Amanda Boyd (PhD, University of Calgary) is an assistant professor of risk communication at The Edward R. Murrow College of Communication.  Her research program focuses on health and science communication – particularly how risks are communicated to and perceived among rural and Indigenous populations.

Her research focuses on two main areas including how environmental health risks are communicated to Indigenous populations.  Much of this research includes understanding how contaminants are communicated to Inuit in the Arctic.

The primary goal of this research is to examine the impact of communications on risk perceptions and behavior, and how to develop more effective and culturally relevant health risk communications.

Her work also includes examining how rural communities and the general public perceives energy systems development (such as carbon capture and storage, nuclear power plants and hydro-electric projects) and how this impacts support for or opposition to technology development and implementation.

Her research has been funded by the Institute for Energy, Environment and Economy (ISEEE), Carbon Management Canada, Northern Contaminants Program, among others.

She has published in various interdisciplinary and communication journals such as Public Understanding of Science, International Journal of Greenhouse Gas Control, Energy Policy, Environmental Communication, Journal of Risk Research and Journal of Toxicology and Environmental Health.

Boyd is affiliated with the Murrow Center for Media and Health Promotion Research and is a member of the Science Communication Research Group at The Edward R. Murrow College of Communication.  She works with the Health, Environment, and Indigenous Communities (HEIC) Research Group at Trent University and is on the executive committee for the Center for Environmental Research, Education, and Outreach (CEREO) at Washington State University.

Education

Post Doctoral Researcher, Environmental Resources Studies/Sciences, Trent University
Ph.D., Communication (Energy and Environmental Systems), University of Calgary
M.Sc., Rural and Environmental Sociology, University of Alberta
B.A., Management Studies (Public Relations), University of Lethbridge

Research Interests

Risk Perceptions and Communication
Health Promotion and Environmental Communication
Energy Policy
Indigenous Health
Media Representations of Risk

Teaching

COMSOC 477: Risk Communication
COMSTRAT 485: Public Relations Management and Campaign Development
COMSOC 324: Reasoning and Writing

Biographical Information

Boyd began her career as a public relations specialist.  She worked in marketing and public relations in the ski industry, where she developed and managed community initiative programs, planned events and created marketing materials.  She has also been a public relations consultant on numerous projects in the energy sector and other industries.  Prior to working in public relations, Boyd was certified as a dental assistant and specialized in dental hygiene and health promotion for children.  Boyd is Dane-zaa Metis (Indigenous Peoples of Canada) from the Northern Peace Country of Alberta.  When she is not working on academic pursuits, Amanda can be found on her the family farm and ranch in Canada. Her family homesteaded the area more than 100 years ago.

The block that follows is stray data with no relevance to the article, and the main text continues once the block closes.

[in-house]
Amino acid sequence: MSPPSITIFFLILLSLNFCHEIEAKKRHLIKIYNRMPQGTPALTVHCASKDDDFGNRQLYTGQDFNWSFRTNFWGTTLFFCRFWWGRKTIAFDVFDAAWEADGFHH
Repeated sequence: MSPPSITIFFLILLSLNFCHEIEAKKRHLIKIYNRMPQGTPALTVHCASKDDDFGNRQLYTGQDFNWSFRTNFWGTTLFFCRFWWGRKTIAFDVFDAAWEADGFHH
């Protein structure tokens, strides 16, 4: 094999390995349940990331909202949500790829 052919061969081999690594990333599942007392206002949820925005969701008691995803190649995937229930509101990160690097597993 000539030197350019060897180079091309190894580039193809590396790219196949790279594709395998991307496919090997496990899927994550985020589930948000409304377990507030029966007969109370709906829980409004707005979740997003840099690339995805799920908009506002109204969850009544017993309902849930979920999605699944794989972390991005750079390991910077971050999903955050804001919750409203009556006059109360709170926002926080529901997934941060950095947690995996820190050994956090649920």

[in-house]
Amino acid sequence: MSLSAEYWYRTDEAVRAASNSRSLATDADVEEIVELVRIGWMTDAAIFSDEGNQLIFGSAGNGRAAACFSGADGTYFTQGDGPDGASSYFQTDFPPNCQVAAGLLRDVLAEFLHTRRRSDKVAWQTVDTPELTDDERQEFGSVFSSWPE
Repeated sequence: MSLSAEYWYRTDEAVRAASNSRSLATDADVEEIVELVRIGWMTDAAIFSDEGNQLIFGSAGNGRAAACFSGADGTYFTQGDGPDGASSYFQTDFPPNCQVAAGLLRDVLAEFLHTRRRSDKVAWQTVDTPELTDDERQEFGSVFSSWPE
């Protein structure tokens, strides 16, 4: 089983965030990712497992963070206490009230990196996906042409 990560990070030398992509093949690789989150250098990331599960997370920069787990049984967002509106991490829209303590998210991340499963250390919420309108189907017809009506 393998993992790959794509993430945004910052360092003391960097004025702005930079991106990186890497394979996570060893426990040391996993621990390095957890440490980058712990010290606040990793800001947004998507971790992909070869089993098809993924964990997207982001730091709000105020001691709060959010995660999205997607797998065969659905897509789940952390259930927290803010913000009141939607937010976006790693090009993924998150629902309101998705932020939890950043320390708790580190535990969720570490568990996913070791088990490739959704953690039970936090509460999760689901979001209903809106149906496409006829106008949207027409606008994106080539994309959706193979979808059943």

Selected Awards:
  • National Aboriginal Achievement Foundation Scholarship (2012)
  • Social Sciences and Humanities Research Council (SSHRC) Canadian Graduate Student Doctoral Scholarship (2008-2011)
  • Deans Research Award (2008-2010)
  • Faculty of Communication and Culture Graduate Scholarship (2009)
  • Social Sciences and Humanities Research Council (SSHRC) Masters Scholarship (2007)
  • Walter H. Johns Fellowship (2007)
Selected Refereed Publications: 

Boyd, A.D. (In Press) Examining Community Perceptions of Energy Systems Development: The Role of Communication and Sense of Place. Environmental Communication: A Journal of Nature and Culture. 

Boyd, A.D. 
(2015) Connections Between Community and Emerging Technology: Support for Enhanced Oil Recovery in the Weyburn, Saskatchewan Area. International Journal of Greenhouse Gas Control. 32: 81-89.

Boyd, A.D. and Paveglio, T.B. (2014) Front Page or ‘Buried’ Beneath the Fold? Media Coverage of Carbon Capture and Storage.  Public Understanding of Science. 24(4): 412-428.

Boyd, A.D., Liu, Y., Stephens, J., Wilson, E., Pollak, M., Peterson, T.R., Einsiedel, E.F., and Meadowcroft, J. (2013) Controversy in Technology Innovation: Contrasting Media and Expert Risk Perception of the Alleged Leakage at the Weyburn Carbon Dioxide Storage Demonstration Project. International Journal of Greenhouse Gas Control. 14: 259-269.

Einsiedel, E.F., Boyd, A.D., Medlock, J. and Ashworth, P. (2013) Assessing Sociotechnical Mindsets: Public Deliberations on Carbon Capture and Storage in the Context of Energy Sources and Climate Change. Energy Policy. 53: 149-158.

Boyd, A.D. and Jardine, C.G. (2011) Did Public Risk Perspectives of Mad Cow Disease Reflect Media Representations and Actual Outcomes?  Journal of Risk Research, 14(5): 615-630.

Boyd, A.D., Jardine, C.G. and Furgal, C. (2010) A Social and Cultural Capital Approach to Understanding Traditional Activities on the Land in Two Northern Dene Communities.  The Canadian Journal of Native Studies, 2: 267-287.

Boyd, A.D., Jardine, C.G. and Driedger, S.M. (2009) Canadian Media Representations of Mad Cow Disease.  Journal of Toxicology and Environmental Health, Part A, 72(17-18): 1096-1105.